The ASMR-Style Bruschetta Video TikTok Couldn't Get Enough Of

ASMR, or Autonomous Sensory Meridian Response, is the feeling some people get when watching something stimulating. People have described this sensation as tingly and deeply relaxing, helping some people fall asleep. Although there is no scientific data to support this phenomenon, millions of people have watched videos on social media sites like YouTube and TikTok since the term was coined in 2010. Instagram currently has almost 13 million posts with the hashtag #ASMR.

ASMR can trigger a response by listening to whispering and crisp sounds and visually by slow movements and personal attention. Maria, a popular ASMR YouTuber called "Gentle Whispering ASMR," has received 18 million views of her whispering. The extreme closeups of Maria pick up every sound, including her lips parting and smacking while she whispers. Is there a name for someone who is irritated by these videos yet? For those with ASMR, it has been used to ease pain symptoms and improve mood. Maria has received feedback from traumatized and stressed people like firefighters, soldiers, and single mothers who said the videos helped change their mindsets in just minutes. Not everyone has ASMR, however.

Videos are often of dull and mundane everyday tasks like blowdrying your hair, but can also be role-playing. Although this is not explained as being sexual, it has been compared to S&M. Artists are always coming up with new ideas, and ASMR is now in the kitchen, cooking with us.

ASMR food videos can bring the braingasms

In a TED talk, physiologist Craig Richard explains the popularity of ASMR and how we may all experience some form without knowing it. That feeling we get from having our hairdresser wash, cut, and style our hair can be incredibly relaxing for some. For those old enough to remember him, watching Bob Ross paint on television may have brought us similar sensations. So how does that translate to the kitchen?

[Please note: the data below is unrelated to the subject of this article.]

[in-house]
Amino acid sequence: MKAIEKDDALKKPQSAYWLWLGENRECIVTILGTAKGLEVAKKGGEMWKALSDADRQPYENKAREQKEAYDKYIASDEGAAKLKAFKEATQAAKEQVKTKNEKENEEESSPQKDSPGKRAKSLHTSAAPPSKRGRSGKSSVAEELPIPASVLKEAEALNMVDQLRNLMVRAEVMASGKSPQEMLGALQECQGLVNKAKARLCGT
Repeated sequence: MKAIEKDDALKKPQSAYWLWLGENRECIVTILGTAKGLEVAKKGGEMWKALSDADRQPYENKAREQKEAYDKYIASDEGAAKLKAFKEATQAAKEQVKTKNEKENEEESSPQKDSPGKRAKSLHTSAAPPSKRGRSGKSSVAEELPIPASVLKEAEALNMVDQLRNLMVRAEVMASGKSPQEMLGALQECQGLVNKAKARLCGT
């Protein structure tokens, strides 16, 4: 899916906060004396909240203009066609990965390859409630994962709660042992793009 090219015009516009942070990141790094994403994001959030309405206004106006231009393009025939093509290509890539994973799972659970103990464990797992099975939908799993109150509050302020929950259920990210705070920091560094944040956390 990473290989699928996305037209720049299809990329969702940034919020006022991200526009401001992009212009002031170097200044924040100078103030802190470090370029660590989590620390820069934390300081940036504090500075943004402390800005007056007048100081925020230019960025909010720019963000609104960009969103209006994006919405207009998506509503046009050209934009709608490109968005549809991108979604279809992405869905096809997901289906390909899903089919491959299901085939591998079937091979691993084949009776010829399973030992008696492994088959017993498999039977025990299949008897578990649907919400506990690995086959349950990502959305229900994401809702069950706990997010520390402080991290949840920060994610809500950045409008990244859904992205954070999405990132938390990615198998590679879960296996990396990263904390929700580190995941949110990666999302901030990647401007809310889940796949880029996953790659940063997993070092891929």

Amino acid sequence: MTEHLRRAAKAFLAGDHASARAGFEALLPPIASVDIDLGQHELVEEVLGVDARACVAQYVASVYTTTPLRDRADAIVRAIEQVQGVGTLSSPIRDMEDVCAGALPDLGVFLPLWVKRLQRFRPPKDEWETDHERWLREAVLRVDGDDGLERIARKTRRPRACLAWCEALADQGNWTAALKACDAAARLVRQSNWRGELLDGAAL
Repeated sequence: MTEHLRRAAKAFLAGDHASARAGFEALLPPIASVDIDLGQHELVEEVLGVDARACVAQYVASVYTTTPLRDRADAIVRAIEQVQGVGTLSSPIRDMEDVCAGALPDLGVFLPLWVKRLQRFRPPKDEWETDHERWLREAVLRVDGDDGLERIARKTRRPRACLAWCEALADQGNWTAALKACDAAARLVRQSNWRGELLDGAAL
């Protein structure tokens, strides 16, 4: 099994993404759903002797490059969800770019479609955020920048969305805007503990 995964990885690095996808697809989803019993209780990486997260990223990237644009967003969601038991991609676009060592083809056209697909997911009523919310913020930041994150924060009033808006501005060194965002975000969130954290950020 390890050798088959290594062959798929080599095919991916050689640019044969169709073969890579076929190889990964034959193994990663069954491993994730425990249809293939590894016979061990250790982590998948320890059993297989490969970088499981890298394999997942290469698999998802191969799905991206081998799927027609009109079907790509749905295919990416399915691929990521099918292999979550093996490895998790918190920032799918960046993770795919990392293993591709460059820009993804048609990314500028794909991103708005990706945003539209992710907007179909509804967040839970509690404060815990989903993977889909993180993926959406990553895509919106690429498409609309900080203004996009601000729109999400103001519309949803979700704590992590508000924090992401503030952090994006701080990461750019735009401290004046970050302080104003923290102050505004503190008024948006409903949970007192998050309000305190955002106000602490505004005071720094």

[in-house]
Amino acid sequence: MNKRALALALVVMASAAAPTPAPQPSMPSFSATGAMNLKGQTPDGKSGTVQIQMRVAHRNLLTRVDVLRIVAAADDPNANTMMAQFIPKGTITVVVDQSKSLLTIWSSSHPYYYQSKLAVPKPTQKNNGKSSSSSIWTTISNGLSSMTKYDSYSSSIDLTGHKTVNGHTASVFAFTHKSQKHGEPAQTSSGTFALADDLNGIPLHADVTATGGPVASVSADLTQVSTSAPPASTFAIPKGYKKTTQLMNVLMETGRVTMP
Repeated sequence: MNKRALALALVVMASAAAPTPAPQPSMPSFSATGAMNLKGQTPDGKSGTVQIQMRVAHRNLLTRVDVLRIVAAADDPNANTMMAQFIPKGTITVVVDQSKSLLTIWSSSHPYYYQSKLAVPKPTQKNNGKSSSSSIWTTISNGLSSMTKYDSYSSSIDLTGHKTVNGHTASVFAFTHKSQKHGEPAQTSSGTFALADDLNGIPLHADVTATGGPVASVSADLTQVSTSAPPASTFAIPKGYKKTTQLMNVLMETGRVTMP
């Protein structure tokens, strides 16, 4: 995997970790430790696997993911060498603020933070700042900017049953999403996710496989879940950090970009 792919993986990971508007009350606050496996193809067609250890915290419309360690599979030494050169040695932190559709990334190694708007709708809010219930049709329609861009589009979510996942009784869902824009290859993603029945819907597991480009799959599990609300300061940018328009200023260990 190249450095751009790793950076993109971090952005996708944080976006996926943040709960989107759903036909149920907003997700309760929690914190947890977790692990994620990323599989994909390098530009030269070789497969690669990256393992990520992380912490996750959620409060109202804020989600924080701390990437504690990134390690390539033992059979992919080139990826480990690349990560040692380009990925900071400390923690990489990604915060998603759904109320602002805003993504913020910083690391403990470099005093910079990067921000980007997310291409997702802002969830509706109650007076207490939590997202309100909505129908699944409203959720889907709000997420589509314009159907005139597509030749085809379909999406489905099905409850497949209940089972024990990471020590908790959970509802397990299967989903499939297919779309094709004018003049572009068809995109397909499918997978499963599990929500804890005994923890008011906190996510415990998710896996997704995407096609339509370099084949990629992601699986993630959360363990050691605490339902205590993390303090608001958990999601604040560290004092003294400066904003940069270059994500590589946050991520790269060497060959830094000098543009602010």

TikTok user Daenliaskitchen posts ASMR videos of her preparing recipes, and recently, she posted a bruschetta video upon request. The video, set to Billie Holiday's "Blue Moon," attracted almost 200,000 likes. Daenliaskitchen begins by pan-frying a piece of bread, followed by her coring, slicing, and making the tomato topping. She breaks apart a head of garlic before scraping a clove on the surface of that freshly toasted bread. The bruschetta is assembled in 17 seconds and gets a final "glug glug" of olive oil. Viewers either praised the video, making requests for avocado toast and garlic bread, or criticized Daenlia for using too much olive oil — it appears it's hard to make everyone happy, even in the ASMR community. As one fan summed it up, "Y'all hating on the oil! THAT'S A REAL ITALIAN BRUSCHETTA."

If the video doesn't give you tingles or a "braingasm," it will undoubtedly make you hungry. Viewers can search for ASMR cooking videos by cuisine or the names of dishes. Miniature cooking is another trend in ASMR. It's fascinating to see perfect dishes in tiny form and the tiny appliances that really work.